6. Sears also claims that the trial court erred when it failed to merge the aggravated assault into his conviction for felony murder, and when it imposed a sentence of 20 years of imprisonment on the aggravated assault conviction, to be served consecutive to the sentence of life in prison for the felony murder conviction. The indictment charged Sears with felony murder by causing the death of Lovett “while in the commission of a felony, to wit: burglary and aggravated assault and possession of a knife during the commission of those crimes....” The aggravated assault count charged Sears with assaulting Lovett with a knife, an object that, when used offensively against another, is likely to result in serious injury.

“When the only murder conviction is for felony murder and a defendant is convicted of both felony murder and the predicate felony of the felony murder charge, the conviction for the predicate felony merges into the felony murder conviction.” Culpepper v. State, 289 Ga. 736, 737(2), 715 S.E.2d 155 (2011) (citation omitted); see also OCGA § 16–1–7(a)(1) (prohibiting conviction of more than one crime if one crime is included in another). The State suggests that Sears committed two separate aggravated assaults, one that caused non-fatal injuries and was the basis for the aggravated assault conviction, and one that caused fatal injuries and was the basis for the felony murder conviction. But as in Green v. State, 283 Ga. 126, 130(2), 657 S.E.2d 221 (2008), neither the indictment nor the court's charge to the jury specified that Sears was being tried for two separate aggravated assaults, and so we cannot conclude that the jury found Sears guilty of one aggravated assault to support the felony murder conviction and of a separate aggravated assault to support the independent aggravated assault conviction. As a result, Sears's conviction for aggravated assault must be vacated because it merged into the conviction for felony murder, the sentence for aggravated assault must be vacated, and the case must be remanded to the trial court for resentencing. Mikell v. State, 286 Ga. 722, 724–725(3), 690 S.E.2d 858 (2010); see also Coleman, 286 Ga. at 295(3), 687 S.E.2d 427.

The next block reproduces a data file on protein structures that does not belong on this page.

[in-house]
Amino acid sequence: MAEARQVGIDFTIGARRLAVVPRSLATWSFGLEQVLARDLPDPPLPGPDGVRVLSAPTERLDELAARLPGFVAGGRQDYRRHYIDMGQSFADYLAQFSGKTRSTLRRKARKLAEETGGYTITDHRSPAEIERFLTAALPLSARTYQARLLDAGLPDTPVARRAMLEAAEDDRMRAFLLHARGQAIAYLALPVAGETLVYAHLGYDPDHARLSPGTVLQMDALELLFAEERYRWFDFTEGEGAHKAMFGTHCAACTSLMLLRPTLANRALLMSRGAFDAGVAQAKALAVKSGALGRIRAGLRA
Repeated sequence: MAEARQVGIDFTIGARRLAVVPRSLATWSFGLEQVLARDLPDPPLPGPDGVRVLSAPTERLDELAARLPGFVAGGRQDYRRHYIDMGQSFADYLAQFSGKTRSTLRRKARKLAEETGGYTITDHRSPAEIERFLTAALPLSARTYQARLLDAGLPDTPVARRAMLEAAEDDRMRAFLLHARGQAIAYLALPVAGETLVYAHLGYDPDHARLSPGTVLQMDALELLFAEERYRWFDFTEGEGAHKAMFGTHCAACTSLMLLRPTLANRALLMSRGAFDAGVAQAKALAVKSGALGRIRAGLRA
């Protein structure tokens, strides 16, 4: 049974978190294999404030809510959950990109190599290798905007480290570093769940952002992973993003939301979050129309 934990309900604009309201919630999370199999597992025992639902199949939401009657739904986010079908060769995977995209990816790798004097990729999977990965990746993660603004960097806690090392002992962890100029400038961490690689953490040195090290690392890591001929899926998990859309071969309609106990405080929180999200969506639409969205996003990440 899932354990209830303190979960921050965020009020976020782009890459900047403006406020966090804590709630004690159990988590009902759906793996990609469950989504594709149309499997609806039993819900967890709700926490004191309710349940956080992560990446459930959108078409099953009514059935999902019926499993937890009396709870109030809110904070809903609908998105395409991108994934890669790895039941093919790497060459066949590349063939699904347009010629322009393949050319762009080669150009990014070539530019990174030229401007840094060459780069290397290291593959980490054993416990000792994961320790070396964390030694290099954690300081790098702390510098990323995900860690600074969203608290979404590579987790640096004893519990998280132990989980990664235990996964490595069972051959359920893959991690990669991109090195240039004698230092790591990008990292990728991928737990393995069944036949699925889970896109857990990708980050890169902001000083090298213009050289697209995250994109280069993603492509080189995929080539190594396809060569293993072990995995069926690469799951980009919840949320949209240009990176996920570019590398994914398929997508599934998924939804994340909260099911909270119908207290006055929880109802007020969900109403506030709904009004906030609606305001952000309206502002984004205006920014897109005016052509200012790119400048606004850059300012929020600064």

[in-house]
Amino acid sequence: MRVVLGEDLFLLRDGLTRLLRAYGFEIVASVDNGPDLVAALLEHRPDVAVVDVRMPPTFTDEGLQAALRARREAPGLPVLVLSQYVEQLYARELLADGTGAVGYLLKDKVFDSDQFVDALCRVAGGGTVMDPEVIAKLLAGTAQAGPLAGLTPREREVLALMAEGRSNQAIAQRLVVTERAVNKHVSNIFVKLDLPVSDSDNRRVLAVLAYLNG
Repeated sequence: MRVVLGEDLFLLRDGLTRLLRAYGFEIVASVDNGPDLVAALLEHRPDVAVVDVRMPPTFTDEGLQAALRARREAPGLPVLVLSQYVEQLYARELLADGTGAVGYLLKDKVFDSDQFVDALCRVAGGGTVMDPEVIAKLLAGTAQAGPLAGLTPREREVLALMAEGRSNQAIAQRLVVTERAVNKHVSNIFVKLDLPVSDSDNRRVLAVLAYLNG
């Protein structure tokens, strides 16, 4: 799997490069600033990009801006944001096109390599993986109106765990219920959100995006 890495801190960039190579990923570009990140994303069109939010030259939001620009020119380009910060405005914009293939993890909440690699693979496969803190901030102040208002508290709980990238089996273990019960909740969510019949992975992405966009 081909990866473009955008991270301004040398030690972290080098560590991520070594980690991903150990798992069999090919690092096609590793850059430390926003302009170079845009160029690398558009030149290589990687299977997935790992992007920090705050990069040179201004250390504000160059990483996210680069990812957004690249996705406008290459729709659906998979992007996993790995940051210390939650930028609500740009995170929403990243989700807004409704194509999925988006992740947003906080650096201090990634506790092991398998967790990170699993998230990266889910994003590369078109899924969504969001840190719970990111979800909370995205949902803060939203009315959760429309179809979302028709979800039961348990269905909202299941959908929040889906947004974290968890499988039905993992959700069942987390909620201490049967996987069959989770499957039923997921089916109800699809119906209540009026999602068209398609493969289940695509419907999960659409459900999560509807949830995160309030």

Indeed, a separate judgment of conviction and sentence for aggravated assault is authorized “if a defendant commits an aggravated assault independent of the act which caused the victim's death.” Coleman v. State, 286 Ga. 291, 295, 687 S.E.2d 427 (2009) (citation omitted). In determining whether there was an aggravated assault independent of the fatal assault, we consider both the order and timing of the assaults.
When a victim suffers multiple wounds inflicted in quick succession, each infliction of injury does not constitute a separate assault. However, a separate judgment of conviction and sentence is authorized if a defendant commits an aggravated assault independent of the act which caused the victim's death. When a series of stab wounds are separated by a “deliberate interval” and a non-fatal injury is sustained prior to the interval and a fatal injury sustained after the interval, the earlier, non-fatal infliction of injury can serve to support a conviction for aggravated assault.

Culpepper, 289 Ga. at 738–739(2), 715 S.E.2d 155(a) (citations and punctuation omitted). Here, however, there was no evidence of a “deliberate interval” separating the infliction of any non-fatal wounds and any fatal wounds. Instead, the undisputed evidence was that the wounds were delivered in quick succession.

Judgment affirmed in part, vacated in part, and case remanded for resentencing.

All the Justices concur.


Summaries of

Sears v. State

Supreme Court of Georgia.
Nov 19, 2012
292 Ga. 64 (Ga. 2012)

holding that where an error was harmless, no mistrial was required

Summary of this case from Saffold v. State

distinguishing trial objection to comment upon defendant's invocation of his right to counsel from appellate objection to comment upon defendant's invocation of his right to silence

Summary of this case from Jackson v. State
Case details for

Sears v. State

Case Details

Full title:SEARS v. The STATE.

Court:Supreme Court of Georgia.

Date published: Nov 19, 2012

Citations

292 Ga. 64 (Ga. 2012)
734 S.E.2d 345